Here’s a close-up of one of the hog-trough corner posts found in the Sugar Hollow house.
If you look at this image closely you can see rows of nail holes that once held wood strips which were used as part of the interior plaster work. You can also see the striping effect of where the plaster would touch the beams between those lathing strips.
Once you see these plaster details then the genius of creating the carved out hog-trough posts becomes apparent. Those early builders gave this house the strength of massive corner posts and at the same time created corners that could easily be plastered and trimmed out.
Much later timber-frame homes in Virginia (those built between 1880 and 1900) used much smaller corner posts and just skipped this detail. The plasterers who would come in later in the project would simply nail a board to each side of the corner post to support their plaster work.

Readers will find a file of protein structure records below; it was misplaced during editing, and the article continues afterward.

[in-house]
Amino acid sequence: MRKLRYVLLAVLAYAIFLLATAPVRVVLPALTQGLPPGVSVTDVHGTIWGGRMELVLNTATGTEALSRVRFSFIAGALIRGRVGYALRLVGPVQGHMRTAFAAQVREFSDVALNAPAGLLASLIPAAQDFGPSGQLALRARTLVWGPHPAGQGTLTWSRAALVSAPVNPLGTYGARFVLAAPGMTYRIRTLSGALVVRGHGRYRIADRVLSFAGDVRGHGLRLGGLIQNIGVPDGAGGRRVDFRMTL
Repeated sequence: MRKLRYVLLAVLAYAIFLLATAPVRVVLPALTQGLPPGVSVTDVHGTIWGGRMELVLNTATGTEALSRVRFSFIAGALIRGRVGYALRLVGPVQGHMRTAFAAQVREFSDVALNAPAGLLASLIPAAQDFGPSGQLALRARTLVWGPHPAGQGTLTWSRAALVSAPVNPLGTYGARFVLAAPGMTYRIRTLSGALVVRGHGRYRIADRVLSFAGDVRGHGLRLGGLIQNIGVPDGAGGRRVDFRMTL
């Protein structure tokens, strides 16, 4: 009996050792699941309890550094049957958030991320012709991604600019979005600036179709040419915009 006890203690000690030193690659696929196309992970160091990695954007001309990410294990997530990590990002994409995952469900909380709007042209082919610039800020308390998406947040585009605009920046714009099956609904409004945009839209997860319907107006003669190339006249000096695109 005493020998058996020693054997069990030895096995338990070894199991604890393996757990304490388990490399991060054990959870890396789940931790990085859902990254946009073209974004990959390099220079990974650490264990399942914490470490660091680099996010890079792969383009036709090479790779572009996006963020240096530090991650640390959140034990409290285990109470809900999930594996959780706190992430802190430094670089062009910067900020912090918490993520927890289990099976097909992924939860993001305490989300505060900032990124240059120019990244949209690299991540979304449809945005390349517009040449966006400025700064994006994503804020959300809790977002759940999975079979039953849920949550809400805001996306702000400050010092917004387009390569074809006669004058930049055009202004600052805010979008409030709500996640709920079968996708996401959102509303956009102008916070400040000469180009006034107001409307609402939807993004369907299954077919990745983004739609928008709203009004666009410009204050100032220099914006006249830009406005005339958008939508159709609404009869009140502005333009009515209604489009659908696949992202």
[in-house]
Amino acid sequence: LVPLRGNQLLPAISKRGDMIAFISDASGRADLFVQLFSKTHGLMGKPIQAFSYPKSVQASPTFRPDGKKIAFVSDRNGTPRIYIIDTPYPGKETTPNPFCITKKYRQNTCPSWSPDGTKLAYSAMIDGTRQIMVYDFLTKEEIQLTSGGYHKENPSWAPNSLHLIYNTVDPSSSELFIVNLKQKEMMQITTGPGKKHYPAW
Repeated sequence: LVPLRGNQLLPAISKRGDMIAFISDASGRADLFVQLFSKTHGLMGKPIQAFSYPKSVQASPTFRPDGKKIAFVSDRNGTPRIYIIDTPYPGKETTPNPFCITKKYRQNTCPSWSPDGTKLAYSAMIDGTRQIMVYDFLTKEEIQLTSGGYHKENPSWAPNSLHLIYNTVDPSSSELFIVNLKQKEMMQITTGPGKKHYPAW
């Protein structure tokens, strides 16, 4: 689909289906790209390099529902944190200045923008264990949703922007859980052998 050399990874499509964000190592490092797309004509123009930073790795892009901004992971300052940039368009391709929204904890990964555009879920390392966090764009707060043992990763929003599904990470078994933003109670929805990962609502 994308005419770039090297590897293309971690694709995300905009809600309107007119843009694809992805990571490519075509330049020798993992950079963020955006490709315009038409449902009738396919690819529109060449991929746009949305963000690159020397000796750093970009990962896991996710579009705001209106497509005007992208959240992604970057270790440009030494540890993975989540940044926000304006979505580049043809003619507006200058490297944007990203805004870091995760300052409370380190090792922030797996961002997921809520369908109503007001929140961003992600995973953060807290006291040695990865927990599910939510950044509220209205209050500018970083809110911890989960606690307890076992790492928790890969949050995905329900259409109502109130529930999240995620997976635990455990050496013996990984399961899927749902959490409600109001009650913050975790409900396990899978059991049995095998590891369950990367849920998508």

To this old country boy, the corner post of timbered home is it’s maker’s signature. A well crafted corner indicates a well crafted house.
Originally posted 2015-04-10 15:13:25.